Other shades were developed at the request of particular painters who patronized his shop. By the end of the 19th century, color merchants were seen less as suppliers than consultants. A painter might come into the shop requesting a darker red or a white with a matte finish. Today, Sennelier’s descendants list Alfred Sisley, Pierre Bonnard, Chaïm Soutine, and Paul Gauguin among the countless artists who walked through the door to purchase paint.

In 1912, Sennelier published The Chemistry of Colors, a guidebook that outlined how he created paint. He hoped artists would “understand the sincerity of this essay, and how it is untouched by the shadow of advertising,” he wrote. “Chemistry is a science one does not obfuscate.” He hoped to instruct artists on the importance of their materials—a singular vision at the time. He was the only color merchant of that period to publish such a book.
Sennelier did not limit himself to paint, either. Edgar Degas strolled into the store one day, requesting soft pastels in a range of browns; the colorman eventually developed a series of 700 shades in the medium, 30 of which became Degas’s own browns. Other artists, including Édouard Vuillard, purchased canvas at the shop. (The store’s current owner, Dominique Sennelier, still gets calls from curators who have discovered the Sennelier stamp on the back of paintings.)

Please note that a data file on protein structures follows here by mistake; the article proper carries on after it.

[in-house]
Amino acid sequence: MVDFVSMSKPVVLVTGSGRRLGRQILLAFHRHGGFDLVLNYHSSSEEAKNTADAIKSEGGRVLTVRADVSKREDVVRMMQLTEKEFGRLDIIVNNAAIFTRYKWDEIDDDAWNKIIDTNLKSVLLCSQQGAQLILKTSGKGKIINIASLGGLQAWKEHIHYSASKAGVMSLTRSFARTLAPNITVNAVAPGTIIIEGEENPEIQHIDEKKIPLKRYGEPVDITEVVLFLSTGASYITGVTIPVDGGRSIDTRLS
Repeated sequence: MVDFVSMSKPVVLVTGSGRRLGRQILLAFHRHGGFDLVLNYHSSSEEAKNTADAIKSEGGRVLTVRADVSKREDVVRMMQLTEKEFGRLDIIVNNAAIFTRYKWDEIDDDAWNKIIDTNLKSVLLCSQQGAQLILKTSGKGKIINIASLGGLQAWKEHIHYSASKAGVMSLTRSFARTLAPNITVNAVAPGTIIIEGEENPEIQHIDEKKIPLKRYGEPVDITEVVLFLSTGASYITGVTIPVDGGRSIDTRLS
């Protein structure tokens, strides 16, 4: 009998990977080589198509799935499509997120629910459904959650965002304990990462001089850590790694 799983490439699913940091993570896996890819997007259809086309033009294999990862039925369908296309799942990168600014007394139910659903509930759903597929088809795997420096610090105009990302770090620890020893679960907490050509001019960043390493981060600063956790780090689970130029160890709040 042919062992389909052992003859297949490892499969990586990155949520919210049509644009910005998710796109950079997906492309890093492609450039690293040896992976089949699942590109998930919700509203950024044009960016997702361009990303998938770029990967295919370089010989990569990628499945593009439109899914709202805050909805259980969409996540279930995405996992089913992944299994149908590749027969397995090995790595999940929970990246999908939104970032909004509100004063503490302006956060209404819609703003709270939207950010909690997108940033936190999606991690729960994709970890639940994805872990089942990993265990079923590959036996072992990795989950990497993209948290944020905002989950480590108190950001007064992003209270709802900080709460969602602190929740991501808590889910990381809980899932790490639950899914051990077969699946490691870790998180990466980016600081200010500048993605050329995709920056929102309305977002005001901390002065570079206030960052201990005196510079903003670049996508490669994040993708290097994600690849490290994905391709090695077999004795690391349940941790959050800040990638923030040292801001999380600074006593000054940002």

So successful was the business that it was passed down through generations. Henri Sennelier, the grandson of Gustave, was approached by Pablo Picasso himself in 1948. The Spanish painter was living nearby, in a studio he’d found through his mistress Dora Maar (herself an artist). He’d already bought several notebooks from the shop, but that day he had a more complicated request. He asked Henri if he could make a medium that could be used on any surface, without requiring a special coating.